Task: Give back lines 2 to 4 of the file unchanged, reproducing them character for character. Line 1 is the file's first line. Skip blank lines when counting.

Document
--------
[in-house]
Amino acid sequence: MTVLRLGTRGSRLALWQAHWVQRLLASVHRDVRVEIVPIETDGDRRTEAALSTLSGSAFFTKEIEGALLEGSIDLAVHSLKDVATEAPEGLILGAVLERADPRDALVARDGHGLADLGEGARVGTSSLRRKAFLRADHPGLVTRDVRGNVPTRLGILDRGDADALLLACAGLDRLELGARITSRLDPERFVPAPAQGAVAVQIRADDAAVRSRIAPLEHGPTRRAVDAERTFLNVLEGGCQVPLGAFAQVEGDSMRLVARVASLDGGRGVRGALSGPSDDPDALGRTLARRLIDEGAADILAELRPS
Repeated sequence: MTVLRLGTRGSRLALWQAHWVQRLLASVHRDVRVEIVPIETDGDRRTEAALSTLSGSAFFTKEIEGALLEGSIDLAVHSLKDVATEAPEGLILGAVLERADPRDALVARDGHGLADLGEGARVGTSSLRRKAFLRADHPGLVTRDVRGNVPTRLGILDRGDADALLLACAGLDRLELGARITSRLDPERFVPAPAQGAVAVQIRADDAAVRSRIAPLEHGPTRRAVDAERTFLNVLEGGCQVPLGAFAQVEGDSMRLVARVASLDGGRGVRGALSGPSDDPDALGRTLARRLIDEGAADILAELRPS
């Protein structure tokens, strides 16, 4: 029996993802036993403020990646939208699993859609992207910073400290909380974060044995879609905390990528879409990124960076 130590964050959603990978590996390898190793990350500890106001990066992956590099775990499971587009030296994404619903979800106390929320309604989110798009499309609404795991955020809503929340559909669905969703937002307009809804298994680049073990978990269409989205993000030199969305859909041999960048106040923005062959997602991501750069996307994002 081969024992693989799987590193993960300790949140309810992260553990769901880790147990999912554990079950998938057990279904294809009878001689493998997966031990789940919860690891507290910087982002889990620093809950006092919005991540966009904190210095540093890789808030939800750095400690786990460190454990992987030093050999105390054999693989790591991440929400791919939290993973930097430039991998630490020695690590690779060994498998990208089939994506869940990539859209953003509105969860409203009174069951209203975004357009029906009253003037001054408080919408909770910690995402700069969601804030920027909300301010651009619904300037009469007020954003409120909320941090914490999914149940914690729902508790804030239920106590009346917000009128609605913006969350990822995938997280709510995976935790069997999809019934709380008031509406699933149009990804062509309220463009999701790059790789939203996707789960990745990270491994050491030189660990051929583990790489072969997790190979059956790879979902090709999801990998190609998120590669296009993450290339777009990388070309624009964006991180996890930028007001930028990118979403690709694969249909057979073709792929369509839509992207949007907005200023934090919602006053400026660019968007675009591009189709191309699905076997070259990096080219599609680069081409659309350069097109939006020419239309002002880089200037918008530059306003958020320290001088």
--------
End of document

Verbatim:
Amino acid sequence: MTVLRLGTRGSRLALWQAHWVQRLLASVHRDVRVEIVPIETDGDRRTEAALSTLSGSAFFTKEIEGALLEGSIDLAVHSLKDVATEAPEGLILGAVLERADPRDALVARDGHGLADLGEGARVGTSSLRRKAFLRADHPGLVTRDVRGNVPTRLGILDRGDADALLLACAGLDRLELGARITSRLDPERFVPAPAQGAVAVQIRADDAAVRSRIAPLEHGPTRRAVDAERTFLNVLEGGCQVPLGAFAQVEGDSMRLVARVASLDGGRGVRGALSGPSDDPDALGRTLARRLIDEGAADILAELRPS
Repeated sequence: MTVLRLGTRGSRLALWQAHWVQRLLASVHRDVRVEIVPIETDGDRRTEAALSTLSGSAFFTKEIEGALLEGSIDLAVHSLKDVATEAPEGLILGAVLERADPRDALVARDGHGLADLGEGARVGTSSLRRKAFLRADHPGLVTRDVRGNVPTRLGILDRGDADALLLACAGLDRLELGARITSRLDPERFVPAPAQGAVAVQIRADDAAVRSRIAPLEHGPTRRAVDAERTFLNVLEGGCQVPLGAFAQVEGDSMRLVARVASLDGGRGVRGALSGPSDDPDALGRTLARRLIDEGAADILAELRPS
């Protein structure tokens, strides 16, 4: 029996993802036993403020990646939208699993859609992207910073400290909380974060044995879609905390990528879409990124960076 130590964050959603990978590996390898190793990350500890106001990066992956590099775990499971587009030296994404619903979800106390929320309604989110798009499309609404795991955020809503929340559909669905969703937002307009809804298994680049073990978990269409989205993000030199969305859909041999960048106040923005062959997602991501750069996307994002 081969024992693989799987590193993960300790949140309810992260553990769901880790147990999912554990079950998938057990279904294809009878001689493998997966031990789940919860690891507290910087982002889990620093809950006092919005991540966009904190210095540093890789808030939800750095400690786990460190454990992987030093050999105390054999693989790591991440929400791919939290993973930097430039991998630490020695690590690779060994498998990208089939994506869940990539859209953003509105969860409203009174069951209203975004357009029906009253003037001054408080919408909770910690995402700069969601804030920027909300301010651009619904300037009469007020954003409120909320941090914490999914149940914690729902508790804030239920106590009346917000009128609605913006969350990822995938997280709510995976935790069997999809019934709380008031509406699933149009990804062509309220463009999701790059790789939203996707789960990745990270491994050491030189660990051929583990790489072969997790190979059956790879979902090709999801990998190609998120590669296009993450290339777009990388070309624009964006991180996890930028007001930028990118979403690709694969249909057979073709792929369509839509992207949007907005200023934090919602006053400026660019968007675009591009189709191309699905076997070259990096080219599609680069081409659309350069097109939006020419239309002002880089200037918008530059306003958020320290001088």